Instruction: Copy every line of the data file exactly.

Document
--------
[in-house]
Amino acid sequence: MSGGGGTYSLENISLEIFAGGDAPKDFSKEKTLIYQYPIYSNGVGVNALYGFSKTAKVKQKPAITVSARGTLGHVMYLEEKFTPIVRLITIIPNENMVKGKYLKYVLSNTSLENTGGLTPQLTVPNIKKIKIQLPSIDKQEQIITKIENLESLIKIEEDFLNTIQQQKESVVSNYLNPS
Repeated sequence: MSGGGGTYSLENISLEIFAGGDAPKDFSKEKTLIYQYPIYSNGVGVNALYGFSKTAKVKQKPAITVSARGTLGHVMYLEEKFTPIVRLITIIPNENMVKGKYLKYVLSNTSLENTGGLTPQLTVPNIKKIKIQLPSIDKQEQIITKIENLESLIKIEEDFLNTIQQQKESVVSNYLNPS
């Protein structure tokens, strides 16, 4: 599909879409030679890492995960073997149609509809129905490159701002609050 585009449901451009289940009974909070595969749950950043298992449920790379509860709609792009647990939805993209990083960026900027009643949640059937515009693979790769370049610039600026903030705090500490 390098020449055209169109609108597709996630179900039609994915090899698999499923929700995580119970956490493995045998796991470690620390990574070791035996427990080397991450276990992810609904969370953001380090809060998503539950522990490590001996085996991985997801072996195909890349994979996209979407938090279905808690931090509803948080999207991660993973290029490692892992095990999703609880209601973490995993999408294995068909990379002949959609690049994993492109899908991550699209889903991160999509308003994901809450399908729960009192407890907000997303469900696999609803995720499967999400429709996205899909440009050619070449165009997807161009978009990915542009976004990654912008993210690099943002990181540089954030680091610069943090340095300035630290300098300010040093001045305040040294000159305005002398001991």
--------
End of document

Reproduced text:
[in-house]
Amino acid sequence: MSGGGGTYSLENISLEIFAGGDAPKDFSKEKTLIYQYPIYSNGVGVNALYGFSKTAKVKQKPAITVSARGTLGHVMYLEEKFTPIVRLITIIPNENMVKGKYLKYVLSNTSLENTGGLTPQLTVPNIKKIKIQLPSIDKQEQIITKIENLESLIKIEEDFLNTIQQQKESVVSNYLNPS
Repeated sequence: MSGGGGTYSLENISLEIFAGGDAPKDFSKEKTLIYQYPIYSNGVGVNALYGFSKTAKVKQKPAITVSARGTLGHVMYLEEKFTPIVRLITIIPNENMVKGKYLKYVLSNTSLENTGGLTPQLTVPNIKKIKIQLPSIDKQEQIITKIENLESLIKIEEDFLNTIQQQKESVVSNYLNPS
């Protein structure tokens, strides 16, 4: 599909879409030679890492995960073997149609509809129905490159701002609050 585009449901451009289940009974909070595969749950950043298992449920790379509860709609792009647990939805993209990083960026900027009643949640059937515009693979790769370049610039600026903030705090500490 390098020449055209169109609108597709996630179900039609994915090899698999499923929700995580119970956490493995045998796991470690620390990574070791035996427990080397991450276990992810609904969370953001380090809060998503539950522990490590001996085996991985997801072996195909890349994979996209979407938090279905808690931090509803948080999207991660993973290029490692892992095990999703609880209601973490995993999408294995068909990379002949959609690049994993492109899908991550699209889903991160999509308003994901809450399908729960009192407890907000997303469900696999609803995720499967999400429709996205899909440009050619070449165009997807161009978009990915542009976004990654912008993210690099943002990181540089954030680091610069943090340095300035630290300098300010040093001045305040040294000159305005002398001991």